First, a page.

Saudi Crude Output Cuts In January Bring Exports Down 3.8 Percent

Owen Stevens
March 21, 2017

At 10.30am GMT on Monday (20 March), prices for West Texas Intermediate crude fell 1.56% to $48.03 a barrel, while the cost of a barrel of Brent crude slipped 1.21% to $51.14.

"The continued increase in U.S".

In a further sign that OPEC kingpin Saudi Arabia was adhering to its output cut pledges, official data showed that its crude exports fell by about 300,000 bpd in January. Two years ago, analysts assumed that oil prices below $60 would cause a huge decline in shale oil production.

In the seven days to 17 March, the sector saw 14 rigs added, bringing the total tally to 631, the highest level since September 2015.

Futures briefly pared losses after Reuters reported that Opec producers increasingly favour extending production cuts into the second half of the year.

The data from the U.S. thwarts the Organization of the Petroleum Exporting Countries (OPEC) deal with Russian Federation and other producers to cut production to prop up prices.

World fuel indexes dropped to their lowest levels since December during the week when the optimism surrounding the OPEC deal was just getting underway, but turned into upward correction recently as US crude stockpiles unexpectedly decline last week.

Before the recent sell off, hedge fund managers had boosted their net long position in Brent and WTI by 530 million barrels between the middle of November and the middle of February.

To halt the decline, OPEC members increasingly favour extending the pact beyond June to balance the market, sources within the group said, although they added that this would require non-OPEC members like Russian Federation to also step up their efforts.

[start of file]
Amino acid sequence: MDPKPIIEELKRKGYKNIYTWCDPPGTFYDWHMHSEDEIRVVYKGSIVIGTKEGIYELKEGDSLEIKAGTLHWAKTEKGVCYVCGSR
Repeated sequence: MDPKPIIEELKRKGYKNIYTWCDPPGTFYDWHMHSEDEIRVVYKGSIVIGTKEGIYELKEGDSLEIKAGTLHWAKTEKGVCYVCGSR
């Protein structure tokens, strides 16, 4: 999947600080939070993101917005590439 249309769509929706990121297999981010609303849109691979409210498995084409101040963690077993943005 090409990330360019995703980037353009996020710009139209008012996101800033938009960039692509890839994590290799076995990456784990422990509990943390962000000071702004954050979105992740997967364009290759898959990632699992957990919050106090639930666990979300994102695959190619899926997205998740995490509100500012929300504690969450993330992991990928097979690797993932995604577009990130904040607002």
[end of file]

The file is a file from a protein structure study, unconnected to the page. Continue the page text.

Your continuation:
Fund managers' net long position has been reduced by a cumulative total of 230 million barrels over the last three weeks from a peak of 951 million barrels on February 21 (

Oil prices were also hit by information from Libya, which is exempt from the cartel's deal due to fighting in the country. Additionally, refineries tend to reduce their oil stocks at the end of each year for tax reasons.

Mr Sukrit Vijayakar of energy consultancy Trifecta said the rising drilling activity was "reinforcing the expectation of higher United States production offsetting (Opec's) supply cuts". On the other hand, if prices remain low, OPEC only stands to lose market share to its competitors by continuing the production cuts. Citigroup Inc. said OPEC's output reductions aimed at easing the glut are "real" and already are cleaning up the market. Also, two years of disagreements between the oil producers threw the deal into doubt.

Other reports by VgToday

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